“Truly, I say to you, whatever you bind on earth shall be bound in heaven, and whatever you loose on earth shall be loosed in heaven. Again, I say to you, if two of you agree on earth about anything they ask, it will be done for them by my Father in heaven. For where two or more are gathered in my name, there am I in the midst of them.”
The incarnation of the Incarnation
One final observation about Christ and his body on earth. Notice the parallel between the Incarnation and Pentecost. The angel announces to Mary that she will bring forth the Son of God (Luke 1:26-33) because the Holy Spirit “will come upon you” (vs. 35). Then at the Ascension, Jesus tells them to wait in the city until the Spirit comes “down upon you” (Luke 24:29), and at Pentecost, the church is born. The parallels are striking. Christ intends to be physically present in all the world through us!

Four levels of Christian responsibility
As a disciple of Christ and a member of his body – the body of Christ, I am responsible to the Lord for the way I live my life. I have certain responsibilities which the Lord expects me to carry out. 

  1. The first is a responsibility that concerns myself: I need to get myself in right relationship with the Lord. 
  2. The second is a responsibility for my immediate family. Whether single or married, I have a real responsibility toward  my immediate family. The teachings of the New Testament mostly assume that you will understand this.
    1. Matthew 5:46: 
      “For if you love those who love you, what reward have you? Do not even the tax collectors do the  same?
  3. My third area of responsibility is for the Body of Christ (community, congregation, parish, denomination). These represent my nearest relationships outside of the family. 
  4. The fourth area of responsibility is for the world (local, country, continent, whole earth)
Discipleship has a very important place in this spectrum of responsibility.

Jesus’ final days
When people know that they are about to die, their words, concerns, and directions take on a special importance. When that person is the Lord Jesus, the Son of God, we should all take notice and give his words top priority.

Jesus’ final prayer, given on the eve of his sacrifice on the cross, was for unity.

 John 17:11:
“Holy Father, keep them in your name, which you have given me, that they may be one, even as we are one.”
And that unity has a consequence: it is a life saver, not only for us who know the Lord Jesus, but for all who will come to recognize and believe in the Lord Jesus through his body here on earth!
 John 17:20-21:
“I do not pray for these only, but also for those who believe in me through their word, that they may all be one; even as you, Father are in me, and I in you, that they also may be in us, so that the world may believe that you have sent me. 
Jesus’ final command (to my way of thinking) is in John 15:12-17: 
“This is my commandment, that you love one another as I have loved you. Greater love has no man than this, that a man lay down his life for his friends. You are my friends if you do what I command you. No longer do I call you servants, for the servant does not know what his master is doing; but I have call you friends, for all that I have heard from my Father I have made known to you. You did not choose me, but I chose you and appointed you that you should go and bear fruit and that your fruit should abide; so that whatever you ask the Father in my name, he may give it to you. This I command you, to love one another.”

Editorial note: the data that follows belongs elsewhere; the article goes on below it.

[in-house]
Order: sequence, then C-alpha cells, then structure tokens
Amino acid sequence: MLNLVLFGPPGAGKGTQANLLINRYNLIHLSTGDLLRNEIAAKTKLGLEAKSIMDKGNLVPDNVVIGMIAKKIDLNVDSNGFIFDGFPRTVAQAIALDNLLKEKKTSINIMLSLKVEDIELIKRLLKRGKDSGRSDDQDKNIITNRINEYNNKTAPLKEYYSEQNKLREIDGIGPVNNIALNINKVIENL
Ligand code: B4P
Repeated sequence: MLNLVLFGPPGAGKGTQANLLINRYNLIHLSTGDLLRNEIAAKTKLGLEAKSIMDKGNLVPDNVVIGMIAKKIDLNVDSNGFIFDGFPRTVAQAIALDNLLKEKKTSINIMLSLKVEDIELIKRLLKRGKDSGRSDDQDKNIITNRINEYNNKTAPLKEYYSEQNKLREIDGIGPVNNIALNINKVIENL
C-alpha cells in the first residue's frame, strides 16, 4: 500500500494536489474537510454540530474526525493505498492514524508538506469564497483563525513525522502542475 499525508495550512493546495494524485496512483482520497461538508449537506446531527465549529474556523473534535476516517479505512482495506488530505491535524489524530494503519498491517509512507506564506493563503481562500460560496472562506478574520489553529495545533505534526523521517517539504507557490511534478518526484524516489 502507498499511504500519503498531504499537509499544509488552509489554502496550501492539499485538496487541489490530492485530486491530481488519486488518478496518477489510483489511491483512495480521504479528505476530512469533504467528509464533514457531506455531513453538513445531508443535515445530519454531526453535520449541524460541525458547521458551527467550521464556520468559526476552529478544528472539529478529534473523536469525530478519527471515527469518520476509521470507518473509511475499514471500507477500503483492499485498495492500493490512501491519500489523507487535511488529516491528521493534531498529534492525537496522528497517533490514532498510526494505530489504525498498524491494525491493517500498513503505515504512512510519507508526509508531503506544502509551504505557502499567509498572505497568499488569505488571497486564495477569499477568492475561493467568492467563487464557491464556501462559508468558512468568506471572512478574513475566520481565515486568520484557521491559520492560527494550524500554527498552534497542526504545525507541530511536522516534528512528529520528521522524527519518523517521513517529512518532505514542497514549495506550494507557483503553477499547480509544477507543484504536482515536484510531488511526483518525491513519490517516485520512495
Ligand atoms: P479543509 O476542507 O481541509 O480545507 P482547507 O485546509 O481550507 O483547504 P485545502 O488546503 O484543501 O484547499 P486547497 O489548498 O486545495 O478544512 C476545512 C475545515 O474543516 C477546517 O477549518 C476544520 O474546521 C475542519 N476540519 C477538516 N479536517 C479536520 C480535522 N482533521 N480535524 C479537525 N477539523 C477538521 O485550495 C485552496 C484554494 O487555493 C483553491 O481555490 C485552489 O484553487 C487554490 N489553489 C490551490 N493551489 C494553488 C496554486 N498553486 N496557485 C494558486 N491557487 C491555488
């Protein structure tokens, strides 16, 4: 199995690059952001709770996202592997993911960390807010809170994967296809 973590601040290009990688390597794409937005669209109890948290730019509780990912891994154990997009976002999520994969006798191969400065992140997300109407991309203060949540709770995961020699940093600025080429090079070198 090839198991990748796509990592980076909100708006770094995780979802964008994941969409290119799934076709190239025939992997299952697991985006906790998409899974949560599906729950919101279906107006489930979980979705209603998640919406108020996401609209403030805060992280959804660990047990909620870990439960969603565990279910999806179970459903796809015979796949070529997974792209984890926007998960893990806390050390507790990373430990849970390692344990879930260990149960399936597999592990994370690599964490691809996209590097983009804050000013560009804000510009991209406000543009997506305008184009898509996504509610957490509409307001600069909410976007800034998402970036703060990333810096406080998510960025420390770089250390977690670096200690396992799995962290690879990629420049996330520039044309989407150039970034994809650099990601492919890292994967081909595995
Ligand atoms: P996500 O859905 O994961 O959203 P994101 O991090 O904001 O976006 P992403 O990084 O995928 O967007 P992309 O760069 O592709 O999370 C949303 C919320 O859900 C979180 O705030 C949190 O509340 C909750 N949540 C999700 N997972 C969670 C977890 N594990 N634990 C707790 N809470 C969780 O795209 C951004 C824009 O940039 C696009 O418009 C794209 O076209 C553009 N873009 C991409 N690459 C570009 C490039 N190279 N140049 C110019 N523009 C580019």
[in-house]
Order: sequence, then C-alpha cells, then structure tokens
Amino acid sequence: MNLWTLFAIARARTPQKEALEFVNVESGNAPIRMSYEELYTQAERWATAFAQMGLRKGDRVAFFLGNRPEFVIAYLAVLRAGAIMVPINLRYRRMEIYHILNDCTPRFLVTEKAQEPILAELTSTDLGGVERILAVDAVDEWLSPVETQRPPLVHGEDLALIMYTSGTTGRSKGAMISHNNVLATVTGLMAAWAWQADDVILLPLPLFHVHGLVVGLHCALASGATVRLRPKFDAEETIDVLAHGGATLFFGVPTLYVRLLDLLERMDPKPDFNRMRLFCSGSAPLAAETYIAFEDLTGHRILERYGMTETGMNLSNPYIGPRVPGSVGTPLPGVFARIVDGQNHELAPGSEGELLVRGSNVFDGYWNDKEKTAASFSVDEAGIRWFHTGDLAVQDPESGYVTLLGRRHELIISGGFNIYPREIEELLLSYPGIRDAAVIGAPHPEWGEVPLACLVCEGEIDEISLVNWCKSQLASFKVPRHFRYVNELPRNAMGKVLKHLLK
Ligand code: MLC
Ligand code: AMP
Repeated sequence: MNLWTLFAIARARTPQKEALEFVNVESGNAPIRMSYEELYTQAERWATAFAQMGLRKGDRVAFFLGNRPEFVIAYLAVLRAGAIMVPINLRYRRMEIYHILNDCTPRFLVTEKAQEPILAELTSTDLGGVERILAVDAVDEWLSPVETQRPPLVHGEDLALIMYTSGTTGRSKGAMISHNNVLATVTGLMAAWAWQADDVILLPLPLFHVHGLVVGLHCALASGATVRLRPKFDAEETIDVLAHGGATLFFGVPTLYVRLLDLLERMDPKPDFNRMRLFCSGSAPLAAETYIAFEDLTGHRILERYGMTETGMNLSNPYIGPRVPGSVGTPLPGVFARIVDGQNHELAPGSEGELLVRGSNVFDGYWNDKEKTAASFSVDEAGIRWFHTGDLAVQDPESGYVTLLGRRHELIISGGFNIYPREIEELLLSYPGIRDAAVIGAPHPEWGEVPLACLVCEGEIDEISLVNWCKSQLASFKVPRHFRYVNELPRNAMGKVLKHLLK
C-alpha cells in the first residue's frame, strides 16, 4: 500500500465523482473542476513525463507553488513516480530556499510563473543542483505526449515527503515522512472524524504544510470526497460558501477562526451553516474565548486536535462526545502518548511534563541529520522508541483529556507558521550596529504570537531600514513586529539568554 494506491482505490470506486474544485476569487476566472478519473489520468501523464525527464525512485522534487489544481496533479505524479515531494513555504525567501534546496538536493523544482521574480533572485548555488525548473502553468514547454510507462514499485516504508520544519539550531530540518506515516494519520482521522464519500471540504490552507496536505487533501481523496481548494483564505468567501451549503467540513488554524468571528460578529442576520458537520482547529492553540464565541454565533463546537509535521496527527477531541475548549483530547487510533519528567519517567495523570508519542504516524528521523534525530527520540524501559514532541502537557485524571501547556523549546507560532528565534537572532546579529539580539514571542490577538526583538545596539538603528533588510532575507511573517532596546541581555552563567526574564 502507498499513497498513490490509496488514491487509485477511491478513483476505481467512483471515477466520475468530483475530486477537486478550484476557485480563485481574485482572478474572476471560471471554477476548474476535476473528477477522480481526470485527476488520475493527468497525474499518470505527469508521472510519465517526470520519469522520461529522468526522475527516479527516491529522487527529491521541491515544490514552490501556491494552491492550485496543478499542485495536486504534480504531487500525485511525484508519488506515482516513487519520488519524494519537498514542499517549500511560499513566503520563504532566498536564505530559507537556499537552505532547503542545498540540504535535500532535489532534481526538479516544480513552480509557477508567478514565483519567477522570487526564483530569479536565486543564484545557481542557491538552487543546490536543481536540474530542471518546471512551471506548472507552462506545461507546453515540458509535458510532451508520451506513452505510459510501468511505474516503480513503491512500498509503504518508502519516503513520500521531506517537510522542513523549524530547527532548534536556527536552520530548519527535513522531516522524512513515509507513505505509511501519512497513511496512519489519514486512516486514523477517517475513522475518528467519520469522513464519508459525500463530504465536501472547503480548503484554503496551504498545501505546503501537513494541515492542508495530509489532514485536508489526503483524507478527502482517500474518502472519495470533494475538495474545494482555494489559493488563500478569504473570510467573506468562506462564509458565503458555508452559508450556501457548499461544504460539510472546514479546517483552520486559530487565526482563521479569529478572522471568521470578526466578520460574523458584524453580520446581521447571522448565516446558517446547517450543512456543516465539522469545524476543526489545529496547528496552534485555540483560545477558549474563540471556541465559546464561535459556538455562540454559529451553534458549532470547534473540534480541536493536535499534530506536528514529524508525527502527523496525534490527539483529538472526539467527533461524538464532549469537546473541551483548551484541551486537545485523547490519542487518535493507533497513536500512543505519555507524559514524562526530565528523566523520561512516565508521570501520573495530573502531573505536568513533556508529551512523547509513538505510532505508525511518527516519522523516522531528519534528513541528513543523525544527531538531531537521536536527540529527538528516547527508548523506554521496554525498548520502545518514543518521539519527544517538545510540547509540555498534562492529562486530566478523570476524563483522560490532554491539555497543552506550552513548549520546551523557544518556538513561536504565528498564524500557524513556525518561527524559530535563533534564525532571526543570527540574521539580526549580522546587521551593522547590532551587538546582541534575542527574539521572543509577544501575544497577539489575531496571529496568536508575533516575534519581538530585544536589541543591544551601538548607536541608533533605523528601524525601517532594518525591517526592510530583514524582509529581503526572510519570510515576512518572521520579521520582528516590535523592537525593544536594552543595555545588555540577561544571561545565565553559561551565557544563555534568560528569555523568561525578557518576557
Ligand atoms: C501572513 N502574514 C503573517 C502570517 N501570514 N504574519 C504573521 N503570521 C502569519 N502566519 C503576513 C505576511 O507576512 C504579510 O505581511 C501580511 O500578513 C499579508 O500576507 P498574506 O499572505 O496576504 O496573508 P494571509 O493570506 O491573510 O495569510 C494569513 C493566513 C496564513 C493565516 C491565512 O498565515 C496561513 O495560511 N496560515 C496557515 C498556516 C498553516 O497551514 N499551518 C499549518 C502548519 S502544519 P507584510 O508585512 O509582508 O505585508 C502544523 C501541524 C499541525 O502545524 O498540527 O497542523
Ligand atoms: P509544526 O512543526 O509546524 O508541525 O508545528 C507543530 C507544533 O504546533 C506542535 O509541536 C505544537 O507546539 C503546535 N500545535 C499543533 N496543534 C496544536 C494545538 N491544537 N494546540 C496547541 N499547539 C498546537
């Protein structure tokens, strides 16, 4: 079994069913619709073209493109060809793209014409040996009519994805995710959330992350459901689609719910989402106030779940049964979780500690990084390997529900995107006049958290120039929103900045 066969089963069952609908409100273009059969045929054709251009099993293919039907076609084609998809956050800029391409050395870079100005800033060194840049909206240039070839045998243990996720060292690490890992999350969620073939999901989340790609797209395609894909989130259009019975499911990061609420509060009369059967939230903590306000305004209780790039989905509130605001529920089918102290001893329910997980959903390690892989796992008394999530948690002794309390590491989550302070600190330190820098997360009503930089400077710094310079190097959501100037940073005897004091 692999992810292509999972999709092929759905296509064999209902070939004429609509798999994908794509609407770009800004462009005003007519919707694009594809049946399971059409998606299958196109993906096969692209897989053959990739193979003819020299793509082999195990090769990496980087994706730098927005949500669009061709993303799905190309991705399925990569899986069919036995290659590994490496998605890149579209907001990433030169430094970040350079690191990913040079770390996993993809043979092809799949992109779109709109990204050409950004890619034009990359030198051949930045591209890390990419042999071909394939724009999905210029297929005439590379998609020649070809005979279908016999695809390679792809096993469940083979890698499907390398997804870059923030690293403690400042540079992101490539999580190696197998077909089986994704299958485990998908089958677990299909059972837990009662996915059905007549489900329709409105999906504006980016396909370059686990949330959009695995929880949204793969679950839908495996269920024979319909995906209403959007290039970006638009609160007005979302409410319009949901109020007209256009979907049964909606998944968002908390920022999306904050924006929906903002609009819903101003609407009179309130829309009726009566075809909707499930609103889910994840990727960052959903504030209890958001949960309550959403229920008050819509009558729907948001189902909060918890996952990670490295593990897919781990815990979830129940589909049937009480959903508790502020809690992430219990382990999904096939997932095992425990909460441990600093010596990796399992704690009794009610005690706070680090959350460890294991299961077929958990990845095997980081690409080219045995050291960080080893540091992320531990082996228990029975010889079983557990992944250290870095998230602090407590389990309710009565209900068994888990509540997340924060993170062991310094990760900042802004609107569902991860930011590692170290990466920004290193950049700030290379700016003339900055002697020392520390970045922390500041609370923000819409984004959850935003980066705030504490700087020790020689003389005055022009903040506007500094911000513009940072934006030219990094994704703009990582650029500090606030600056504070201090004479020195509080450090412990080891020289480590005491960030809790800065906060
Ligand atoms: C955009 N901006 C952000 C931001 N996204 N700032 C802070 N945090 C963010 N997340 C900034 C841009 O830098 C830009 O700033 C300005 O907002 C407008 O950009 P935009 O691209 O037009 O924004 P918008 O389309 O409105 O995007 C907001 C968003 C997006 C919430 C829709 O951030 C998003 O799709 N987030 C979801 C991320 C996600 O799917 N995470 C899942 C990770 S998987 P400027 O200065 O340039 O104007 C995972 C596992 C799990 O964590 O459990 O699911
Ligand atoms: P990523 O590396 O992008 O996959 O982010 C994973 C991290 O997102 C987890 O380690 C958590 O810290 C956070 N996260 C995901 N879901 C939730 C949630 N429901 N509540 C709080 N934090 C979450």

There is also a final warning (John 15:18-25)
“If the world hates you, know that it has hated me before it hated you. If you were of the world, the world, the world would love its own; but because you are not of the world, but I chose you out of  the world, therefore the world hates you. Remember the word that I said to you, ‘A servant is not greater than his master.’ If they persecuted me, they will persecute you; if they kept my word, they will keep yours also. But all this they will do to you on my account, because they do not know him who sent me. If I had not come and spoken to them, they would not have sin; but now they have no excuse for their sin. He who hates me hates my Father also. If I had not done among them the works which no one else did, they would not have sin; but now they have seen and hated both me and my Father. It is to fulfil the word that is written in their law, ‘They hated me without a cause.’” 
and a final promise (John 15:26):
“But when the Counselor comes, whom I shall send to you from the Father, even the Spirit of truth, who proceeds from the Father, he will bear witness to me.” 
and a final purpose (John 15:27): 
“...and you also are witnesses, because you have been with me from the beginning.”
Considering the final prayer and final command, I draw the conclusion that the third level of responsibility is the focal area of discipleship. Our discipleship will result in service to the world; the breakthrough area of discipleship is the body of Christ. If we don’t show real earnest care about the body of Christ, our love will never spill out of his family into evangelizing the world. Our unity and our love for one another will have the consequence of witnessing to the world. 

Him and us
It’s not about you...or me.  Christianity is about him and us.  The main substance of discipleship has to do with our life together and caring for each other.

Then if someone asks, “Who here has accepted Jesus as Savior and Lord,” we can happily raise our hands because we have accepted the call to follow him, not simply as individuals, but as members of his body who are united with him as the head! 

> See other articles by Bob Tedesco

Bob Tedesco is past President of the North American Region of the Sword of the Spirit, a founder of the People of God community in Pittsburgh, Pennsylvania, USA, and has been one of its key leaders for the past 38 years.